THE origins of place names around Berkshire were explained to members at this month’s meeting on Tuesday last week.
Anthony Poulton-Smith, author of Berkshire’s Place Names, was the guest speaker.
He said theÂ written form of most place names began with the Saxons, although the Romans hadÂ Latin spoken names before them.
Common SaxonÂ names include Norton, Aston, Sutton and Weston,Â the “ton”Â coming from the word “tun”Â for settlement and the first part of the name indicating north, east, south or west.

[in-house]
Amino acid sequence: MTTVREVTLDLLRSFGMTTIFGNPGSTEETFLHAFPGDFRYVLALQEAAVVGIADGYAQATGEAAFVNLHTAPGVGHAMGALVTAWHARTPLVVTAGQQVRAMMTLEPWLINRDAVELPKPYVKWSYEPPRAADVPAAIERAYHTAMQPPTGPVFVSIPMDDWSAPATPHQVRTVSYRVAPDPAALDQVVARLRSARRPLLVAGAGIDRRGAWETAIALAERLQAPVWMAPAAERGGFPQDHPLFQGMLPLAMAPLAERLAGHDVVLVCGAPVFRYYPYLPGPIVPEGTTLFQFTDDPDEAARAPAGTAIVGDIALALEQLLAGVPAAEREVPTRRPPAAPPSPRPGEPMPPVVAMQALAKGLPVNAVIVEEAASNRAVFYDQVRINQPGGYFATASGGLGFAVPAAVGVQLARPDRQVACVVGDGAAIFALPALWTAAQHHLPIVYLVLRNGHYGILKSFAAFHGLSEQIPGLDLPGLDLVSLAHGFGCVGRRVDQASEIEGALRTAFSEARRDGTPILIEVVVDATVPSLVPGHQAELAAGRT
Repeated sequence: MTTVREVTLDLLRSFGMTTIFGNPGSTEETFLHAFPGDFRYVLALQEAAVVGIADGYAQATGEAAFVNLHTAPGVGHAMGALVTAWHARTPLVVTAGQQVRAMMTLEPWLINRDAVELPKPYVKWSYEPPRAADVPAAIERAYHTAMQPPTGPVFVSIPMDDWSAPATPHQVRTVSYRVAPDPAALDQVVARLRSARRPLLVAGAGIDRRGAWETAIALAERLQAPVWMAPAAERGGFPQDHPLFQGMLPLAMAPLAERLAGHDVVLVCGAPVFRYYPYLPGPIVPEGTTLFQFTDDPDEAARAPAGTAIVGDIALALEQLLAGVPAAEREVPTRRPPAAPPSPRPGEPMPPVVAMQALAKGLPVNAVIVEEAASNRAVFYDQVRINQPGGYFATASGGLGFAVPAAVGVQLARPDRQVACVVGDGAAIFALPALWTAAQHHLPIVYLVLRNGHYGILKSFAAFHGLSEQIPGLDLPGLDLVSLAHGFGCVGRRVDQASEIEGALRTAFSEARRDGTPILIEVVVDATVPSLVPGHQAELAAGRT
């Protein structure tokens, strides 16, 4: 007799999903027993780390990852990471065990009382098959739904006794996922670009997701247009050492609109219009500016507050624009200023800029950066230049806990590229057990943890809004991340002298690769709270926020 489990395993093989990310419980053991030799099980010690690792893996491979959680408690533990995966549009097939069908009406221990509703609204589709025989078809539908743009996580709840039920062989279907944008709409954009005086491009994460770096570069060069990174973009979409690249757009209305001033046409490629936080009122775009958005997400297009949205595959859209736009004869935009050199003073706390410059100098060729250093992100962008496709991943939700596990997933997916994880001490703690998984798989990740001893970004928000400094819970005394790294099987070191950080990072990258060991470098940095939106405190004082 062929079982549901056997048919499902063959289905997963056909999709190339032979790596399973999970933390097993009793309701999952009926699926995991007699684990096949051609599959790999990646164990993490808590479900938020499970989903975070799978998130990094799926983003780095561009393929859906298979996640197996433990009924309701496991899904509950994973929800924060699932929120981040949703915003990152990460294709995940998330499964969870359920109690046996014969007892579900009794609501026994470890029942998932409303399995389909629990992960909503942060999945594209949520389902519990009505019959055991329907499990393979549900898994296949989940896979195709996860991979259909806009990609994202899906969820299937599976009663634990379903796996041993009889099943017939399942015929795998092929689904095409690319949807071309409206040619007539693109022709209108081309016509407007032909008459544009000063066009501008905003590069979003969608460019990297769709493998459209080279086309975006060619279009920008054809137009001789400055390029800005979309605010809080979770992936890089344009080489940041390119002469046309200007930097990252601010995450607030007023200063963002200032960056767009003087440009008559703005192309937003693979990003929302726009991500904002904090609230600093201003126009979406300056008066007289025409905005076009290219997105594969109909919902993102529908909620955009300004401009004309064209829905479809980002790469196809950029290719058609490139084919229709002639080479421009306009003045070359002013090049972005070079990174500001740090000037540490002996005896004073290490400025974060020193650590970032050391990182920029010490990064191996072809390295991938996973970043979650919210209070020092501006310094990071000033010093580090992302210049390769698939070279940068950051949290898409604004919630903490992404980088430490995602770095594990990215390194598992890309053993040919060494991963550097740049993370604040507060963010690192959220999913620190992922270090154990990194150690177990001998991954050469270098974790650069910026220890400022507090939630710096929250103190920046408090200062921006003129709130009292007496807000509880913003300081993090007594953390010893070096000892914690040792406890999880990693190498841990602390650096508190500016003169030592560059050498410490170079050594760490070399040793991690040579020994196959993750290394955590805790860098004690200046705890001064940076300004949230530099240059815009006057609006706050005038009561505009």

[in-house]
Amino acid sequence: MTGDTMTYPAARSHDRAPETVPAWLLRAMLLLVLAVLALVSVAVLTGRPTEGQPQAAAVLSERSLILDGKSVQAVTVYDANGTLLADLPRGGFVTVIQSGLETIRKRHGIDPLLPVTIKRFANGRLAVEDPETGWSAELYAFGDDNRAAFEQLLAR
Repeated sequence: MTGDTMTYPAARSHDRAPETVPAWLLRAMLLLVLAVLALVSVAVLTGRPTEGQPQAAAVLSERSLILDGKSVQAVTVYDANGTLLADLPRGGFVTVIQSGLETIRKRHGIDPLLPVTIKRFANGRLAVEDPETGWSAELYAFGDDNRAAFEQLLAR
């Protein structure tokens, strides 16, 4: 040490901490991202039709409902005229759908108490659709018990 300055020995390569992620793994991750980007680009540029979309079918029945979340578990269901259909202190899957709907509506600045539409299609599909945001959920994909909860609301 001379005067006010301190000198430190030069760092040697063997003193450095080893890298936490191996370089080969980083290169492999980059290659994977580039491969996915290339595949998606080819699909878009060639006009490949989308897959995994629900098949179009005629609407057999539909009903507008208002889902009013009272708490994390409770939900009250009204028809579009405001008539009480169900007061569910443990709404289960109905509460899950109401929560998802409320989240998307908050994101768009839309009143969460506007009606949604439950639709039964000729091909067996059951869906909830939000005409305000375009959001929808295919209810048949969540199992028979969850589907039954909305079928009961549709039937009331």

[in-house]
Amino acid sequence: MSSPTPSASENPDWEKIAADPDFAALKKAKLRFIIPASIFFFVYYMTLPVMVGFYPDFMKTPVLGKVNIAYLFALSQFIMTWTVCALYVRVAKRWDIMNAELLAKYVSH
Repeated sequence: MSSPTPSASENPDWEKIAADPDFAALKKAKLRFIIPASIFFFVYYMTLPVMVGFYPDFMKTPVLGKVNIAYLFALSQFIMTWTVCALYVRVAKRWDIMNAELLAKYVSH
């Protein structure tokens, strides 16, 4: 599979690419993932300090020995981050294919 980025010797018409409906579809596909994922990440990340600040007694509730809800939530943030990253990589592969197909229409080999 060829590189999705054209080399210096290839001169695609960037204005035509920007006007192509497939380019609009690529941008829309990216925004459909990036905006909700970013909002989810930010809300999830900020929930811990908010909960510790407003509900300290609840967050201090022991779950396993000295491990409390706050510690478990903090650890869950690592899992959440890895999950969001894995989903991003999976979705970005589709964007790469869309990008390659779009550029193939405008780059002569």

Mr Poulton-Smith said the origins of manyÂ place names could be worked out by lookingÂ at old documents such as the Feet of Fines, Subsidy Rolls, Pipe Rolls and Anglo- Saxon Chronicles.
However, thereÂ were often gaps in the records.
The different ways of pronouncing common place names meant it was oftenÂ necessary to listen to rather than read them.
Mr Poulton-Smith saidÂ Reading was named after the Redda tribe, while Wargrave meant the weir by the clearing in the forest.
Ruscombe was likely to meanÂ the camp belonging to Rot, whileÂ Sonning was associated with the Sunna tribe.
The society’sÂ next meeting will be on Tuesday, December 8, which is the Christmas party.
OnÂ Tuesday, January 12, Phil Davis will talk about the families and history of Â Hennerton.
For more information, call Peter Delaney on 0118 940 3121 or visit www.wargravehistory.org.uk